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If You Have Had Declines Because Of Velocity Limits, Read This

This means you have exceeded the limits you entered in your merchant account application for ACH. We get it, this isn't your fault, and the concept is confusing.

If you bump into this, please get in touch with us ASAP via chat (button in the lower-right corner of the Enrollsy app), and we will be able to help you resolve this. We can also re-run the payments that declined, typically the same or the next day.

If You Are Filling Out Your ACH Application, Read This

Getting these numbers correct up front can save you some major headaches. Here's how you should interpret the questions you'll be asked on the application:

Debit Single Transactions Amount: This is the largest check amount you might take. For instance, if you offer people a chance to pay for the year in full, which is $10,500, and someone could theoretically have four kids enrolled at once and pay for all four in full, you will want to enter $42,000.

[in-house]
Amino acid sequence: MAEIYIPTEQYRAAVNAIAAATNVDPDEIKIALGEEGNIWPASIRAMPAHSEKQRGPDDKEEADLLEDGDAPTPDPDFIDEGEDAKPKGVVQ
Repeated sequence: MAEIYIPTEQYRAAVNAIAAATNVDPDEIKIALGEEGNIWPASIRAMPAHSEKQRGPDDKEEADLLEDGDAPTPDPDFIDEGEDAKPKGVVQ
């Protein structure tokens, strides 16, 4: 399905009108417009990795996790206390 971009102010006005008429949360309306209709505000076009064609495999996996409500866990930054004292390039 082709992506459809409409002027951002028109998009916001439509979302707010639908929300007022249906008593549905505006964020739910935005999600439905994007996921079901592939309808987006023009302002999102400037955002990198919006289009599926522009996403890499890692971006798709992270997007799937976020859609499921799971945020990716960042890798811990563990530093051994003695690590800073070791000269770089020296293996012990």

Debit Single Day Count: This is the maximum number of checks you will process in a single day. Think carefully here and error on the side of over-estimating.

Debit Single Day Amount: This is the total amount of money in checks you might process in a single day. If your tuition or installments are due on the 1st of the month, think about how many Enrollees you have who will pay monthly, and imagine that 70% of them pay by check. If your average charge is $100, and you have 100 customers, you might put $7,000 in there.

However, if you open enrollment on a particular day and tend to have heavy enrollment, and in addition to the first tuition, they also pay enrollment fees and other things, please factor this into your calculation.

Debit Period Count: The maximum number of checks you will process in a period, which is 15 days. Think carefully here and error on the side of over-estimating.

Debit Period Amount: The amount of money that you will process in a period, which is 15 days. Think carefully here and error on the side of over-estimating.

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